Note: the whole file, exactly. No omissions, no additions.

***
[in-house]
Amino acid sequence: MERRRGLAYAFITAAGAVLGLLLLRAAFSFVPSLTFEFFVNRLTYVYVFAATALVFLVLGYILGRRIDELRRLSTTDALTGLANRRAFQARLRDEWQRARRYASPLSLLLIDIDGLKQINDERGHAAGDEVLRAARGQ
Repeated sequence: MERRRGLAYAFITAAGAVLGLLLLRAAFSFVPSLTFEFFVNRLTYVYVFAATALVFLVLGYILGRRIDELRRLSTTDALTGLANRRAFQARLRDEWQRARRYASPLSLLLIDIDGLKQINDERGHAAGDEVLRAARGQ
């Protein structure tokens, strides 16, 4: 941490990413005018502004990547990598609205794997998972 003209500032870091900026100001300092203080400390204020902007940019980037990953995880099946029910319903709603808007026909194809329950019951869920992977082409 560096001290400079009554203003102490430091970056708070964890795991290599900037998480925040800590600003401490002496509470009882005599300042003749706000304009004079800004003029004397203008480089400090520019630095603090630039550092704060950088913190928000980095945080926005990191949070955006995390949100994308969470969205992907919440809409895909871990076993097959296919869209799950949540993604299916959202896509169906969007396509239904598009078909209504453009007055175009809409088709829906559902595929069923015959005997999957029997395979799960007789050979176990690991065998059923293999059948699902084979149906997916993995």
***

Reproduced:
[in-house]
Amino acid sequence: MERRRGLAYAFITAAGAVLGLLLLRAAFSFVPSLTFEFFVNRLTYVYVFAATALVFLVLGYILGRRIDELRRLSTTDALTGLANRRAFQARLRDEWQRARRYASPLSLLLIDIDGLKQINDERGHAAGDEVLRAARGQ
Repeated sequence: MERRRGLAYAFITAAGAVLGLLLLRAAFSFVPSLTFEFFVNRLTYVYVFAATALVFLVLGYILGRRIDELRRLSTTDALTGLANRRAFQARLRDEWQRARRYASPLSLLLIDIDGLKQINDERGHAAGDEVLRAARGQ
């Protein structure tokens, strides 16, 4: 941490990413005018502004990547990598609205794997998972 003209500032870091900026100001300092203080400390204020902007940019980037990953995880099946029910319903709603808007026909194809329950019951869920992977082409 560096001290400079009554203003102490430091970056708070964890795991290599900037998480925040800590600003401490002496509470009882005599300042003749706000304009004079800004003029004397203008480089400090520019630095603090630039550092704060950088913190928000980095945080926005990191949070955006995390949100994308969470969205992907919440809409895909871990076993097959296919869209799950949540993604299916959202896509169906969007396509239904598009078909209504453009007055175009809409088709829906559902595929069923015959005997999957029997395979799960007789050979176990690991065998059923293999059948699902084979149906997916993995």